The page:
acquired companies by implementing common roles and responsibilities and common company
values, and by introducing Six Sigma tools for the evaluation of processes. The Vice-President of
Operations and Project Sponsor was acutely aware of the challenges and created a vision for
Bombardier Aerospace that he termed ‘One Company.’ The desired outcome of this vision was
an integrated organization in which employees would seamlessly share common data across sites
and products using a single set of unified systems and processes. However, the project was more
of a business transformation than a mere technology implementation, and it was critical that the
project be grounded in a strong business foundation. He realized from the outset that altering
decades of tradition was going to be an enormous challenge.
The BMIS Project
An Enterprise Resource Planning (ERP) system was considered by Bombardier Aerospace as the
best way to realize the strategic vision. It was well aware of the risks associated with
implementing an ERP system. A first ERP implementation at Bombardier Aerospace was
discontinued mid-project in 2000 after $130 million had been spent. Various factors were
subsequently identified by the company as having contributed to its failure. They included
focusing the implementation on inappropriate business processes, an outdated company vision, a
weak sponsorship model and insufficient involvement of internal employees.
© HEC Montréal
Successfully Navigating the Turbulent Skies of a Large-Scale ERP Implementation
In 2001, the process of establishing the need for a new integrated manufacturing system was
headed by a group of senior managers from Bombardier Aerospace’s Irish facilities. The Senior
Project Manager authored a project charter for the Bombardier Manufacturing Information
System (BMIS) in October 2001. This document outlined the motivation for the project and a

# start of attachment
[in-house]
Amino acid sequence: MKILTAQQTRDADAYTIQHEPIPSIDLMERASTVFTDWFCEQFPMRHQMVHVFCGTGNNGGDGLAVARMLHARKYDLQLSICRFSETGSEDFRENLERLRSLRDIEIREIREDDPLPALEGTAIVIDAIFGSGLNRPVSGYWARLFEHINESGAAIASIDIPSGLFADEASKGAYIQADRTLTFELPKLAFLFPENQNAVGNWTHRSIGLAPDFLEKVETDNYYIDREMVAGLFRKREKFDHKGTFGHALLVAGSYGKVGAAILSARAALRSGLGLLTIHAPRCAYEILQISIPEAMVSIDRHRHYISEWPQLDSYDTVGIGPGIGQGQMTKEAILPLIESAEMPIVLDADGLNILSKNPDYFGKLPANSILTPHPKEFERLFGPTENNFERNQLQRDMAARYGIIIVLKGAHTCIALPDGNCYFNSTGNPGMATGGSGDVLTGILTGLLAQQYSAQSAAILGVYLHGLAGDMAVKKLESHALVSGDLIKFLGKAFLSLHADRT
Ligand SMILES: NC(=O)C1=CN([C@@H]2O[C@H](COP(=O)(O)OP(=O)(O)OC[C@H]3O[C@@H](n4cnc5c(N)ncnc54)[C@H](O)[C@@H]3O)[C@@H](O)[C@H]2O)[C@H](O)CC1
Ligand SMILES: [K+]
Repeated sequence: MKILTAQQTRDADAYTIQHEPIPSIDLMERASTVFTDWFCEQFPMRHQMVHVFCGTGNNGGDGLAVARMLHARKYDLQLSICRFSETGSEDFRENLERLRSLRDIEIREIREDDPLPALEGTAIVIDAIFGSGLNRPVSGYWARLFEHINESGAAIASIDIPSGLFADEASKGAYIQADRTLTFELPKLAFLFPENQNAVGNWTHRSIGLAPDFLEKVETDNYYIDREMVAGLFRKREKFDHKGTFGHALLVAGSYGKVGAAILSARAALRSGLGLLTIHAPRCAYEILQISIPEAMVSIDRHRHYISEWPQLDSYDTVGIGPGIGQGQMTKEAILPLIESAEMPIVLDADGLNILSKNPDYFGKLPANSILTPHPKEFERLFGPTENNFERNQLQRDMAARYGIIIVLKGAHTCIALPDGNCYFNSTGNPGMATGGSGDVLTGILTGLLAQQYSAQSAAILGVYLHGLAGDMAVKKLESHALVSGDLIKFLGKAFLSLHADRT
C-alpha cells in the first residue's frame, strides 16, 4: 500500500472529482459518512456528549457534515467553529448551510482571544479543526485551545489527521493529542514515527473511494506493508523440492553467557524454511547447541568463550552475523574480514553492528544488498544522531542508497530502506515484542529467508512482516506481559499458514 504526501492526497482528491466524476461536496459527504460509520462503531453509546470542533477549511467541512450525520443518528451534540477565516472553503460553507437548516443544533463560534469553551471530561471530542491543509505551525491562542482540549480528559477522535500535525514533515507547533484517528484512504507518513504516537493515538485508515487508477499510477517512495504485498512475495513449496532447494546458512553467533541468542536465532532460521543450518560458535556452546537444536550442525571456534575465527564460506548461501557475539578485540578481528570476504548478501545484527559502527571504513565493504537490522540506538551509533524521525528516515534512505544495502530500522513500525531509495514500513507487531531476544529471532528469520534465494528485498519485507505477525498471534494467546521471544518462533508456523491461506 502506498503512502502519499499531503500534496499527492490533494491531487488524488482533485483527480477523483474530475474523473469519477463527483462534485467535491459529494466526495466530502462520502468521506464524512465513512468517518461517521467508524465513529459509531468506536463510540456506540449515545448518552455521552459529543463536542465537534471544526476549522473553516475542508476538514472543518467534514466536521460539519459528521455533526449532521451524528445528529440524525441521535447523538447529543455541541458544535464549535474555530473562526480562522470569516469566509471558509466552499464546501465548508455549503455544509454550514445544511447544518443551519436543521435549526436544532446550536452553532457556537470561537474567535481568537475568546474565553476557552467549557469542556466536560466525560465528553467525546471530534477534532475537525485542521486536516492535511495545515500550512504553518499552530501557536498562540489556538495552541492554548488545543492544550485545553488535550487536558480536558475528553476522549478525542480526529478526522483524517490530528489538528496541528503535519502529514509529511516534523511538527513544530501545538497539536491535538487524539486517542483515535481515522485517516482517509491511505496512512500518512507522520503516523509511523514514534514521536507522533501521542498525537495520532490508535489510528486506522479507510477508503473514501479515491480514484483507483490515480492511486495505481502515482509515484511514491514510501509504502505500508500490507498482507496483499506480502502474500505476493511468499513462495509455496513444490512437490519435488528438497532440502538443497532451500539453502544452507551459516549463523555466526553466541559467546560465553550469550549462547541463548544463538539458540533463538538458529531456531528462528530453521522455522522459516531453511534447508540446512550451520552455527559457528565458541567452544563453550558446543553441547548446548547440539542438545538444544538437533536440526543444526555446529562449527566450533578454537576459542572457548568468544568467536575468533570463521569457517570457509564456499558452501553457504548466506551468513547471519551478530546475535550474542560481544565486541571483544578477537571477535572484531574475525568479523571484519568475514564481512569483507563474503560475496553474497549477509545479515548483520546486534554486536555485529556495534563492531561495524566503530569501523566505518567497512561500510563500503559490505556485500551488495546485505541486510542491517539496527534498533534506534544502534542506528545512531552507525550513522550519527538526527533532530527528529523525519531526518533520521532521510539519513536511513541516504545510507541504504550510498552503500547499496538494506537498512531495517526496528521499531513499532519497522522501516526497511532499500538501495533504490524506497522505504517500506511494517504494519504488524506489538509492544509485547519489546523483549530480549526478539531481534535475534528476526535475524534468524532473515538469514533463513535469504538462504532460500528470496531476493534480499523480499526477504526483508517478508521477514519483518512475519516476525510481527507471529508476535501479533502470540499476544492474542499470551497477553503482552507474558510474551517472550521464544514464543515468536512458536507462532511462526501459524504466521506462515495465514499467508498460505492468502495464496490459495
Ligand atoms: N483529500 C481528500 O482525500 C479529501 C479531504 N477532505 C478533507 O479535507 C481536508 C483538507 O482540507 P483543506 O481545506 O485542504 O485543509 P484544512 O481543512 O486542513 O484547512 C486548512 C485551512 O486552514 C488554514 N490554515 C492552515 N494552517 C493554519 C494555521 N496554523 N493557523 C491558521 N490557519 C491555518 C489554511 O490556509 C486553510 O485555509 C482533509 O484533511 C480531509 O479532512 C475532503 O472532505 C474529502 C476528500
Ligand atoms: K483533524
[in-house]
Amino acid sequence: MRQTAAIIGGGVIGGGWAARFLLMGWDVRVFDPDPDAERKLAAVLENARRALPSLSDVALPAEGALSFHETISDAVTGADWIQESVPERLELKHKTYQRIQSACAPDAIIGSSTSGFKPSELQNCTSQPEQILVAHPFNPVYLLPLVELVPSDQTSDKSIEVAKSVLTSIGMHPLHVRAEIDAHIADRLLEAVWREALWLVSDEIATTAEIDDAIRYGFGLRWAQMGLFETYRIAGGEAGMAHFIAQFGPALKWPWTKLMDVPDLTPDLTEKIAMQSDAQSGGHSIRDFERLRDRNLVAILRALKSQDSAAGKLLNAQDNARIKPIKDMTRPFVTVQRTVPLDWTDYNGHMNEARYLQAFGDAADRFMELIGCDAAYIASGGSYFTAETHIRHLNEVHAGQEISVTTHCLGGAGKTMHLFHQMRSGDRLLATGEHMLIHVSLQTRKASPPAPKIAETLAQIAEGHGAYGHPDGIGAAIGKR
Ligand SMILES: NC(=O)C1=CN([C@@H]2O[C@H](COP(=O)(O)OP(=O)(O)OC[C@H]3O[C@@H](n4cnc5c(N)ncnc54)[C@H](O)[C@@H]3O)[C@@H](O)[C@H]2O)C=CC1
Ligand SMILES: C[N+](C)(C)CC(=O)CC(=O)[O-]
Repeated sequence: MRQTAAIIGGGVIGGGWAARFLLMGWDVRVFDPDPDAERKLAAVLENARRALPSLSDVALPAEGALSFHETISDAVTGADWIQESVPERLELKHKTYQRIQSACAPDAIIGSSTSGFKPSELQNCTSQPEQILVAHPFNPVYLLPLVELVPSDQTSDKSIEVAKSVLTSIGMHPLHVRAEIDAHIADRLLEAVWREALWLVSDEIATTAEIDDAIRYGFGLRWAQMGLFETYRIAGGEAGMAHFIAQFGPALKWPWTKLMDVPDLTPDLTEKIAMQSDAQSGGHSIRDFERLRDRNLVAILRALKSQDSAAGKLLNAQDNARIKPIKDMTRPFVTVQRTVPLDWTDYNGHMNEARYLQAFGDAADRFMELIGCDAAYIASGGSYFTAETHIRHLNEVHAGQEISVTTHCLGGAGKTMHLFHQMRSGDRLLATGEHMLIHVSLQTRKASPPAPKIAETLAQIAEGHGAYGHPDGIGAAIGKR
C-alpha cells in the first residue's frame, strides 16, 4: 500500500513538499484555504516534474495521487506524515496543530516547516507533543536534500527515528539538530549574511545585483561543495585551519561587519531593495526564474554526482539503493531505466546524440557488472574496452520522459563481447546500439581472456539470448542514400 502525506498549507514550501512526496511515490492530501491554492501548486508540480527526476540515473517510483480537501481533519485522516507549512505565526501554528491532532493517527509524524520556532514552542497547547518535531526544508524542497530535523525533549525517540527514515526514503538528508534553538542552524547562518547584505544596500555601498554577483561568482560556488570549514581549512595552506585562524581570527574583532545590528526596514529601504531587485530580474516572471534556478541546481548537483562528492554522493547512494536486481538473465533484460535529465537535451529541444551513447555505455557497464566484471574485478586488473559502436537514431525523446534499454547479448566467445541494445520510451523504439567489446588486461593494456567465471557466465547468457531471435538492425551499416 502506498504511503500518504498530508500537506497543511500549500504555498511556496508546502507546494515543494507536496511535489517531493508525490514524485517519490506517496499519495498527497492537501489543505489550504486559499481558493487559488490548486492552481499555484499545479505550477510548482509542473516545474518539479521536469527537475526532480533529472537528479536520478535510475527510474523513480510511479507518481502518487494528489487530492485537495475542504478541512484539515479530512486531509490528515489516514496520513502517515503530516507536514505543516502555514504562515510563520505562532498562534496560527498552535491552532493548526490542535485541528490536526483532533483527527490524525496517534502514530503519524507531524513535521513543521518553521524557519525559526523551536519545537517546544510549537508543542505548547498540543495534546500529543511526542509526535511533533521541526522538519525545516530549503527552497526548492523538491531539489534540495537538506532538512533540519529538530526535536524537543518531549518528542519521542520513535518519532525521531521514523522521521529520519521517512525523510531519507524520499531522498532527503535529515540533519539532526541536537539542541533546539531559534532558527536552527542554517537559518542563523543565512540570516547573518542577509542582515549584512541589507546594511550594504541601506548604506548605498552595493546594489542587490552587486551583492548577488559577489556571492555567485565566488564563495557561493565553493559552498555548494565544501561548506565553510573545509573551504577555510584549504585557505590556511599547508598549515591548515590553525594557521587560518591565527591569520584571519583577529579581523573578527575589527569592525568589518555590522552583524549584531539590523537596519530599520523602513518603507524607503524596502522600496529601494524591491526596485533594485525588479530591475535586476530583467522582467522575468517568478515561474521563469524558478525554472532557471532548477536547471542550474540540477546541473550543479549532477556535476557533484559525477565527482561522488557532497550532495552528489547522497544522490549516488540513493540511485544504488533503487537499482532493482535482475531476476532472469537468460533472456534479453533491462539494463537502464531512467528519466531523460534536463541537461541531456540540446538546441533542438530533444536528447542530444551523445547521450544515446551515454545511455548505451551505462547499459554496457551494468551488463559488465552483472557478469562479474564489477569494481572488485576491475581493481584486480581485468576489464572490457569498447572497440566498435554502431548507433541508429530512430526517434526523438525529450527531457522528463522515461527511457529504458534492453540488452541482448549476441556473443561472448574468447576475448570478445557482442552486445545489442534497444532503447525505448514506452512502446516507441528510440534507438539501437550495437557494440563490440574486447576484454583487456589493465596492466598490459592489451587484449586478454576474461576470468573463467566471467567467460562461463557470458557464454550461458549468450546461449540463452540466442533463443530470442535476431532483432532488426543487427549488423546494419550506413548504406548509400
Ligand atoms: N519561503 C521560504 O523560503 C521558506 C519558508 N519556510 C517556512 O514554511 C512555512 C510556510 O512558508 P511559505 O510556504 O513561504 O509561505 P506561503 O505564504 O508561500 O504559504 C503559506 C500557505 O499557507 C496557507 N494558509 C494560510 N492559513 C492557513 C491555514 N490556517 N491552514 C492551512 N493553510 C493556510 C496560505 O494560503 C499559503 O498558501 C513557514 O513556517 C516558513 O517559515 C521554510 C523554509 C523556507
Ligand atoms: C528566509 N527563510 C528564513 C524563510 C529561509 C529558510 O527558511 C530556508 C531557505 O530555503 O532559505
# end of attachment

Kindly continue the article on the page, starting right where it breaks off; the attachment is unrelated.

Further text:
proposed plan for realizing project goals. The detailed analysis presented in the charter was used
to secure ongoing approval and funding for the project.
A BMIS steering committee chaired by the Project Sponsor was put in place in order to focus the
project within the wider context of the business. At monthly meetings, the committee would
make decisions on the direction of the project, review the status of the implementation and
resolve issues that had been brought to its attention.
BMIS was the first project launched to realize a wider ERP strategy and a vision of an integrated
organization (One Company). This system was intended to support Bombardier Aerospace’s
operations; it would focus on the processes that support manufacturing, procurement, finance and
the engineering data required to support these processes.
The amount budgeted to implement the BMIS across all facilities was $363 million. Once
completed, it would support 9,500 users over seven sites. Its development required 400 people.
The SAP enterprise system was selected. It would have to interface with 63 other systems, some
of which were developed during the project. Bombardier Aerospace estimated that the successful
implementation would result in savings of $1.171 billion, including a one-time reduction in
material inventory of $219 million.
Creating a vision
The Project Sponsor mandated the establishment of a series of functional councils early in the
project. These councils consisted of senior employees who represented the core functions at each
of the company’s main production facilities across the world. These councils were to determine
the role and direction of their respective functions within the proposed organization, participate in
the review of processes and make rapid decisions on issues that affected their functions. Five
functional councils were established: Methods, Quality, Production, Work and Material Planning,
and Procurement. The Sponsor required the councils to formally report to him on a monthly basis
throughout the project.
Functional councils were an important means of achieving what the Project Sponsor termed
‘inclusivity.’ This entailed a large commitment by management and ample opportunity for all of
Bombardier’s facilities to express their opinions and ideas. Other opportunities for site
involvement included participation on the BMIS project team and sign-off on visioning and